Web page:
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Probate and Trust Administration

When a person dies owning assets, it is likely that a probate proceeding or a trust administration will be necessary in order to transfer ownership of the assets. The people who will inherit the assets are referred to as the decedent’s “heirs” when there is no will or trust, “devisees” when there is a will, and “beneficiaries” when there is a trust.

Probate

Probate is a formal court proceeding by which the probate court oversees the transfer of the decedent’s assets to the decedent’s heirs or devisees. If the decedent had a will, the will is filed with the probate court and the assets transfer according to the terms of the will. If the decedent did not have a will, the assets transfer to the decedent’s heirs under the laws of intestate succession. There are a number of statutory requirements and deadlines in a probate proceeding and the laws are frequently changing. There is also a waiting period before distributions can be made to those entitled to receive the decedent’s assets. For these reasons, a probate proceeding can be more lengthy and costly than a trust administration. The records filed in a probate proceeding are public records.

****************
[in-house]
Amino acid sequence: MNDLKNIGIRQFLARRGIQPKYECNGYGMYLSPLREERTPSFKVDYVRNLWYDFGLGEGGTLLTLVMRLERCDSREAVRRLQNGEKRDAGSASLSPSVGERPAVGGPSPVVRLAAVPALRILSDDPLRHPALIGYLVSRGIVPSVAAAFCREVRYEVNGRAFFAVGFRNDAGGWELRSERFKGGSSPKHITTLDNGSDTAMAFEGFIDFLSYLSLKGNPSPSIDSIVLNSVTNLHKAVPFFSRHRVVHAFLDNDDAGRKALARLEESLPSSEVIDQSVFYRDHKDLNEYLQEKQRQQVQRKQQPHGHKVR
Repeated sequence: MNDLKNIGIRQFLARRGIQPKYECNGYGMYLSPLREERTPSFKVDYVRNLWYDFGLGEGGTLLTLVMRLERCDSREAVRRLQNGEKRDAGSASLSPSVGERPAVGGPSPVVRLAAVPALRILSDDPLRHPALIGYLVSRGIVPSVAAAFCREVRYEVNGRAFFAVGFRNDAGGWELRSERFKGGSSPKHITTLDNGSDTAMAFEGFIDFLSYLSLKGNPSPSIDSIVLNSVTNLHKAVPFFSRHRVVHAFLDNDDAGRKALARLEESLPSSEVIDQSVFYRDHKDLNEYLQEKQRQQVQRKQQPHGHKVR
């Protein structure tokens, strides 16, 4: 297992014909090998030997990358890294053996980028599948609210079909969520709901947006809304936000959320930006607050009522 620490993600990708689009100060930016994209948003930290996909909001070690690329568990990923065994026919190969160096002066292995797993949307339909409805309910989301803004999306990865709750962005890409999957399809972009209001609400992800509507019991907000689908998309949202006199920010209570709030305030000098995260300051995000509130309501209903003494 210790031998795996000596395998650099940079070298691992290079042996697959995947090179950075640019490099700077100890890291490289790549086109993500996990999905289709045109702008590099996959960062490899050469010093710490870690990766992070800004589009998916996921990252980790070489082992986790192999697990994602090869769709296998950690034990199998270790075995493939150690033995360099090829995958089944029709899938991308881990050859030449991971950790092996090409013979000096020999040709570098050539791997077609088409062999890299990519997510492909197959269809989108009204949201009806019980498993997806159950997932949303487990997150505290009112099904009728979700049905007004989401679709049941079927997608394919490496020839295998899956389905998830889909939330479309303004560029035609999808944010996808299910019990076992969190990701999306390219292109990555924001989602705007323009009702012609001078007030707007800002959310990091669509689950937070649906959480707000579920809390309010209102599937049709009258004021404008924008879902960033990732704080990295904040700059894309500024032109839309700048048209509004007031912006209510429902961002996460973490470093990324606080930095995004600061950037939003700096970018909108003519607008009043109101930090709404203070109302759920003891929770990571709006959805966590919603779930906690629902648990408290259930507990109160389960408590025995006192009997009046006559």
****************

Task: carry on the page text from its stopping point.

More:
Trust Administration

With a properly funded revocable living trust, the decedent’s assets are owned by the trustees of the trust, and upon death, the successor trustee can transfer ownership of the assets to the beneficiaries without the necessity of probate. This is called a trust administration and it is typically faster and less expensive than a probate proceeding. Because documents are not filed in court, a trust administration is private. Your successor trustee is the person, or in some cases financial institution, who will take over the duties of trustee upon the trustee’s death or incapacity, and who will manage those assets and distribute them to the beneficiaries according to the terms of the trust. It is therefore very important to put great care into choosing your successor trustee.

Information on this website is general information and is not to be considered legal advice. It is important to discuss your specific situation with an attorney who can advise you accordingly.